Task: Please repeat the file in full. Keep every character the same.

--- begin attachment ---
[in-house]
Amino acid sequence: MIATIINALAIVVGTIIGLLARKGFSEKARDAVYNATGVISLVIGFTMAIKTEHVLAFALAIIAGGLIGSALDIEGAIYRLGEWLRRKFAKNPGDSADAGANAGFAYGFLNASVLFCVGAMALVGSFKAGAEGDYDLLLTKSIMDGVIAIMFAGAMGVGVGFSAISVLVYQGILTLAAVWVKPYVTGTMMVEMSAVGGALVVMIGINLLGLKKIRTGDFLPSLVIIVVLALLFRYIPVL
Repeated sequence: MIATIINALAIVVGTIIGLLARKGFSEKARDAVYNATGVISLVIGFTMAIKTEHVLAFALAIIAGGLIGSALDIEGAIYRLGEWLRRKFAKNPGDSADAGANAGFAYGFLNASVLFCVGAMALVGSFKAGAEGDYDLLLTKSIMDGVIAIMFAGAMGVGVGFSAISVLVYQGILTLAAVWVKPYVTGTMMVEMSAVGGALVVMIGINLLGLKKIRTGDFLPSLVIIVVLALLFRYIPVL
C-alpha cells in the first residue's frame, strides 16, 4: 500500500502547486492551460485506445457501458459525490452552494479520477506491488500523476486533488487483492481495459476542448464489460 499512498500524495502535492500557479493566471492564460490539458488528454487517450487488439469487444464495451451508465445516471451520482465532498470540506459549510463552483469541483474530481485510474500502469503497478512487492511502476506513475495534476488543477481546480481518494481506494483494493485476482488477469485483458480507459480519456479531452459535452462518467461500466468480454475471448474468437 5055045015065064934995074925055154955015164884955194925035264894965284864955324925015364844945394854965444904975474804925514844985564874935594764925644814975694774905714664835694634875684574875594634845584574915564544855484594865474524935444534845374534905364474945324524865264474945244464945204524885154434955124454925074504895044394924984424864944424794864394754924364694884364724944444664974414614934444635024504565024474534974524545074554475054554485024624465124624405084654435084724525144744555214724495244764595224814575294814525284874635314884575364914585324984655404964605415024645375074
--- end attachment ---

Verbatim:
[in-house]
Amino acid sequence: MIATIINALAIVVGTIIGLLARKGFSEKARDAVYNATGVISLVIGFTMAIKTEHVLAFALAIIAGGLIGSALDIEGAIYRLGEWLRRKFAKNPGDSADAGANAGFAYGFLNASVLFCVGAMALVGSFKAGAEGDYDLLLTKSIMDGVIAIMFAGAMGVGVGFSAISVLVYQGILTLAAVWVKPYVTGTMMVEMSAVGGALVVMIGINLLGLKKIRTGDFLPSLVIIVVLALLFRYIPVL
Repeated sequence: MIATIINALAIVVGTIIGLLARKGFSEKARDAVYNATGVISLVIGFTMAIKTEHVLAFALAIIAGGLIGSALDIEGAIYRLGEWLRRKFAKNPGDSADAGANAGFAYGFLNASVLFCVGAMALVGSFKAGAEGDYDLLLTKSIMDGVIAIMFAGAMGVGVGFSAISVLVYQGILTLAAVWVKPYVTGTMMVEMSAVGGALVVMIGINLLGLKKIRTGDFLPSLVIIVVLALLFRYIPVL
C-alpha cells in the first residue's frame, strides 16, 4: 500500500502547486492551460485506445457501458459525490452552494479520477506491488500523476486533488487483492481495459476542448464489460 499512498500524495502535492500557479493566471492564460490539458488528454487517450487488439469487444464495451451508465445516471451520482465532498470540506459549510463552483469541483474530481485510474500502469503497478512487492511502476506513475495534476488543477481546480481518494481506494483494493485476482488477469485483458480507459480519456479531452459535452462518467461500466468480454475471448474468437 5055045015065064934995074925055154955015164884955194925035264894965284864955324925015364844945394854965444904975474804925514844985564874935594764925644814975694774905714664835694634875684574875594634845584574915564544855484594865474524935444534845374534905364474945324524865264474945244464945204524885154434955124454925074504895044394924984424864944424794864394754924364694884364724944444664974414614934444635024504565024474534974524545074554475054554485024624465124624405084654435084724525144744555214724495244764595224814575294814525284874635314884575364914585324984655404964605415024645375074